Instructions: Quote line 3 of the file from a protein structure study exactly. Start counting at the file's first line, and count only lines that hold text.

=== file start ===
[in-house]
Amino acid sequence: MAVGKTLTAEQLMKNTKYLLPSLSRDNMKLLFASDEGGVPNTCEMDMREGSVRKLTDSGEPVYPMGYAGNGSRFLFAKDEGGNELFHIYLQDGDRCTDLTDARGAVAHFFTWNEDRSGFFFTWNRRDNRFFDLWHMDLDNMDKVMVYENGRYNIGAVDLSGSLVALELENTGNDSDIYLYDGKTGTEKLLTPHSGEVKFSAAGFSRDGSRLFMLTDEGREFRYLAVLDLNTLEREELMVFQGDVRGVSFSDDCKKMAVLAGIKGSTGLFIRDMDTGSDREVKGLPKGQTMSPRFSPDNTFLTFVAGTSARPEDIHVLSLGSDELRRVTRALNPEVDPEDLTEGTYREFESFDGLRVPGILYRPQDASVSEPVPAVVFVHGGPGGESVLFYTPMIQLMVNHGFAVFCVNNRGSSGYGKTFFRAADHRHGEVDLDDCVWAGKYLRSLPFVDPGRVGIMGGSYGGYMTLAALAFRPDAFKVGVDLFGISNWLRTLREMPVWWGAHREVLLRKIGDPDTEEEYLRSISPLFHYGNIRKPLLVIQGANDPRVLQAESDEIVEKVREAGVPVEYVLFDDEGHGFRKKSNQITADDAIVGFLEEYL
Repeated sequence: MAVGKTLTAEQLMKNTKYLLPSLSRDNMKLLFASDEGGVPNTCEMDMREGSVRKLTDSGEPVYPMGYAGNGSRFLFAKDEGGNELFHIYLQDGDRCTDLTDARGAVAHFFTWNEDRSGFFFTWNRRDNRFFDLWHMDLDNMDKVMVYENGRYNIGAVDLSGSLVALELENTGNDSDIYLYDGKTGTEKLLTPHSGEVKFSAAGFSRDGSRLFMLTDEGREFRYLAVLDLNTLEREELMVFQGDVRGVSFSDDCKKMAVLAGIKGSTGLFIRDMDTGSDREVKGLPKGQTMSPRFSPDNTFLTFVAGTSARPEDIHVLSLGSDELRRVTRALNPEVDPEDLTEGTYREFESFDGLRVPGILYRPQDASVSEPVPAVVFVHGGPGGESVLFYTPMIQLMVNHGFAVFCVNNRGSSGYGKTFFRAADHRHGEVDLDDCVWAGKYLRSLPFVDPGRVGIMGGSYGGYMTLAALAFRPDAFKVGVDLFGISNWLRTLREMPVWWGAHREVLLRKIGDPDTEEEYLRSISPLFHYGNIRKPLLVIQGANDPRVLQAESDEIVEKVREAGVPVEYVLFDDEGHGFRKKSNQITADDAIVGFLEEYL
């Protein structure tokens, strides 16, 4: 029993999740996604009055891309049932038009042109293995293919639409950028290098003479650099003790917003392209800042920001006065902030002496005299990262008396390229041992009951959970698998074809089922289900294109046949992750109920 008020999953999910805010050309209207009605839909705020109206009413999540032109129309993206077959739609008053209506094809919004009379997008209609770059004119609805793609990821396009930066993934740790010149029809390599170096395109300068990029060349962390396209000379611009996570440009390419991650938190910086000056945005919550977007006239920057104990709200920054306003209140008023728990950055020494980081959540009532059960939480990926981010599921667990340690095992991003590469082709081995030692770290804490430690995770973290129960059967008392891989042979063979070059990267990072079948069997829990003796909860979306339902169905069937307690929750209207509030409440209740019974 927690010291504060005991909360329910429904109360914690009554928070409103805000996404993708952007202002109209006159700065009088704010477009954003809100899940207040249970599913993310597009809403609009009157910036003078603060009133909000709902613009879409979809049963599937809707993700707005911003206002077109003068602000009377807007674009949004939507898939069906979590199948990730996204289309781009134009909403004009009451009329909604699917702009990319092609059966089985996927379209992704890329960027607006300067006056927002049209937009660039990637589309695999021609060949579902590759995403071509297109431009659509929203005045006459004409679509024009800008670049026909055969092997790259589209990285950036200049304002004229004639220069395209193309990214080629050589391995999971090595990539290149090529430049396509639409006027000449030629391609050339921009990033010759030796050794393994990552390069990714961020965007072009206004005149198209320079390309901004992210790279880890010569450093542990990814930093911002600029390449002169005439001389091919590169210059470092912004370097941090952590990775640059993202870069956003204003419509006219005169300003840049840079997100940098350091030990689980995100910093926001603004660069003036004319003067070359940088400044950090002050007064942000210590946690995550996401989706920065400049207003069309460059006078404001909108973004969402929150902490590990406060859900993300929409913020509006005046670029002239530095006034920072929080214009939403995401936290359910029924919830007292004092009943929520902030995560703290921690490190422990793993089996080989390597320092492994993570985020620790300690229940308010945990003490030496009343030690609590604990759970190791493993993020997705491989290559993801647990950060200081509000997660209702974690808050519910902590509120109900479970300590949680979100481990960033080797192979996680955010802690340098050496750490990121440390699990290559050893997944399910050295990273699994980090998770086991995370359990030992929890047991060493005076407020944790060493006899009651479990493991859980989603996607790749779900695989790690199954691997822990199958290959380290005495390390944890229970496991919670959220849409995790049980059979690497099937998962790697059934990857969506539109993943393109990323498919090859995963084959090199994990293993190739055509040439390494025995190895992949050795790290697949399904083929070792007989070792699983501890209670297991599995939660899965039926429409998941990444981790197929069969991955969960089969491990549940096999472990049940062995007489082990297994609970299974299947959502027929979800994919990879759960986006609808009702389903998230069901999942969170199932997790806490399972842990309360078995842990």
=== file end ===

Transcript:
Repeated sequence: MAVGKTLTAEQLMKNTKYLLPSLSRDNMKLLFASDEGGVPNTCEMDMREGSVRKLTDSGEPVYPMGYAGNGSRFLFAKDEGGNELFHIYLQDGDRCTDLTDARGAVAHFFTWNEDRSGFFFTWNRRDNRFFDLWHMDLDNMDKVMVYENGRYNIGAVDLSGSLVALELENTGNDSDIYLYDGKTGTEKLLTPHSGEVKFSAAGFSRDGSRLFMLTDEGREFRYLAVLDLNTLEREELMVFQGDVRGVSFSDDCKKMAVLAGIKGSTGLFIRDMDTGSDREVKGLPKGQTMSPRFSPDNTFLTFVAGTSARPEDIHVLSLGSDELRRVTRALNPEVDPEDLTEGTYREFESFDGLRVPGILYRPQDASVSEPVPAVVFVHGGPGGESVLFYTPMIQLMVNHGFAVFCVNNRGSSGYGKTFFRAADHRHGEVDLDDCVWAGKYLRSLPFVDPGRVGIMGGSYGGYMTLAALAFRPDAFKVGVDLFGISNWLRTLREMPVWWGAHREVLLRKIGDPDTEEEYLRSISPLFHYGNIRKPLLVIQGANDPRVLQAESDEIVEKVREAGVPVEYVLFDDEGHGFRKKSNQITADDAIVGFLEEYL